How to find a good cat behaviourist
A cat behaviourist (often called a Cat Behaviour Counsellor or Consultant) is a professional person who helps owners to resolve or understand any kind of behaviour in their cats that is worrying them or they find difficult to handle. Some UK cat behaviourists are also vets and tend to be called Veterinary Behaviourists.
Choosing a cat behaviourist to help with a problem can be challenging, as the profession is not regulated like it is with vets, doctors or lawyers, but your local vet should be able to recommend someone.
How do I know a cat behaviourist has the right qualifications?
Experience and qualifications are essential for a good cat behaviourist. Your vet should be able to recommend a good behaviourist and make sure you get a recommendation from someone you can trust. All good cat behaviourists in the UK work on referral from vets only.
There are also various professional associations for pet behaviour counsellors in the UK; for example, the Association of Pet Behaviour Counsellors (APBC) or the Canine Behaviour and Training Society.
The Animal Behaviour and Training Council (ABTC) is a regulatory body and the only welfare charity that is mainly concerned with protecting the welfare and wellbeing of animals undergoing training and behaviour interventions.
The ABTC maintains a national register of appropriately qualified behaviourists and is endorsed by Battersea as well as other major UK animal welfare charities, and behavioural and veterinary organisations.
Many behaviourists work mostly with dogs, but this doesn’t mean that they will not be able to help you; many practitioners who work with a number of species are extremely effective. However, particularly in more complex cases, it can be beneficial to work with someone who has a particular interest and experience with cats.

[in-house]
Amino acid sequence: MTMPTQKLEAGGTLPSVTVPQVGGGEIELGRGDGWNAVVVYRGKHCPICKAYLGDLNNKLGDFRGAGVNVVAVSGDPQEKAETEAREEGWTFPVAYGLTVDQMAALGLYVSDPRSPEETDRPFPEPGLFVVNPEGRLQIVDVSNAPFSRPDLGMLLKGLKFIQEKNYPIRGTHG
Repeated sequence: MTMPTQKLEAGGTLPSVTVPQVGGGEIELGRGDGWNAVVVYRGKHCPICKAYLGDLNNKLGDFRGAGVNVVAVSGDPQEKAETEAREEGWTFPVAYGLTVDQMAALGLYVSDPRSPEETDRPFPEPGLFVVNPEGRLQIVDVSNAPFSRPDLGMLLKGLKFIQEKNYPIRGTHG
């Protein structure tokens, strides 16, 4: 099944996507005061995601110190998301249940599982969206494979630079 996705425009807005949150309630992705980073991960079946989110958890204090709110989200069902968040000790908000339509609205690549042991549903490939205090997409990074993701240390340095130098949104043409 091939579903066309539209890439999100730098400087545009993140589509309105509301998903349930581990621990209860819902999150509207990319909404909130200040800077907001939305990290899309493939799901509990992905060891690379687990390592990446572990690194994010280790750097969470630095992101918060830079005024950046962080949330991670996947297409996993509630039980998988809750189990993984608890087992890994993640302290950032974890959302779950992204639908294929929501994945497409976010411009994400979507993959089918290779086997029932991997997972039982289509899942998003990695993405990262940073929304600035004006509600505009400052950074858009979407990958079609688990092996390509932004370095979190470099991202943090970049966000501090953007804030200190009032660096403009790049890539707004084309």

What happens if I have to see a behaviourist about my cat?
Most behaviourists, when working with cats, will visit you at home. Some may ask you to take your cat to them and provide photos, floor plans and video footage of your home instead.
The behaviourist will discuss your cat’s background and the particular problem you are concerned about. They will then give you advice, guidance and instructions to follow. The advice may include, for example, making changes to your home, adopting new routines or interacting differently with your cat.
The behaviourist should work closely with your vet and may liaise with them to discuss the possible use of medication that will help to make your cat feel better.
The behaviourist will support you for an agreed period to ensure you and your cat get the most benefit from the advice.
How much does a cat behaviourist cost?
The fees for a cat behaviourist can vary according to the behaviourist’s experience and location, but some pet insurance companies will cover them, so it is worth checking with your insurers.
How do I prepare for a visit from a cat behaviourist?
Depending on the problem, it may be useful to collect video footage or photos of the behaviour or keep a diary of what you’re observing (e.g. how often the problem is occurring, when it happens, what's going on at the time etc.)
Before the visit, make sure you have either forwarded all the necessary paperwork to the behaviourist (including any pre-consultation questionnaire and medical notes from your vet) or you have them prepared and ready.
Make some notes beforehand about important dates and facts to help you remember the sequence of events associated with the behaviour. Also make a note of any specific questions you have so you don’t forget to mention them on the day.
The behaviourist may specifically request that your cat is kept indoors in preparation for the visit, so you might have to plan ahead and ensure your cat is safely indoors before the visit is due to start.
The behaviourist is there to help you and not judge you so don’t be afraid to be completely open and honest about what you have or haven’t done. This should be an enjoyable learning experience which helps you to improve your relationship with your cat as well as their welfare and quality of life for the future.
Download the advice on this page as a handy advice sheet and to use as a reminder: